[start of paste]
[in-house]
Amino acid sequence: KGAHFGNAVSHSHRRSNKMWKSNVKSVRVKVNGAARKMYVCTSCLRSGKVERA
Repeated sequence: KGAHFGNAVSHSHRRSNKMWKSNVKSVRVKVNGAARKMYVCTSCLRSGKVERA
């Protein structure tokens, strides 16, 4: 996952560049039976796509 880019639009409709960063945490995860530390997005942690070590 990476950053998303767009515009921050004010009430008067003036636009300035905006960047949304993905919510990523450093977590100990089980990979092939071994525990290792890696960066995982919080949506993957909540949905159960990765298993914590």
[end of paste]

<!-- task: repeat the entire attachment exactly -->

[in-house]
Amino acid sequence: KGAHFGNAVSHSHRRSNKMWKSNVKSVRVKVNGAARKMYVCTSCLRSGKVERA
Repeated sequence: KGAHFGNAVSHSHRRSNKMWKSNVKSVRVKVNGAARKMYVCTSCLRSGKVERA
């Protein structure tokens, strides 16, 4: 996952560049039976796509 880019639009409709960063945490995860530390997005942690070590 990476950053998303767009515009921050004010009430008067003036636009300035905006960047949304993905919510990523450093977590100990089980990979092939071994525990290792890696960066995982919080949506993957909540949905159960990765298993914590």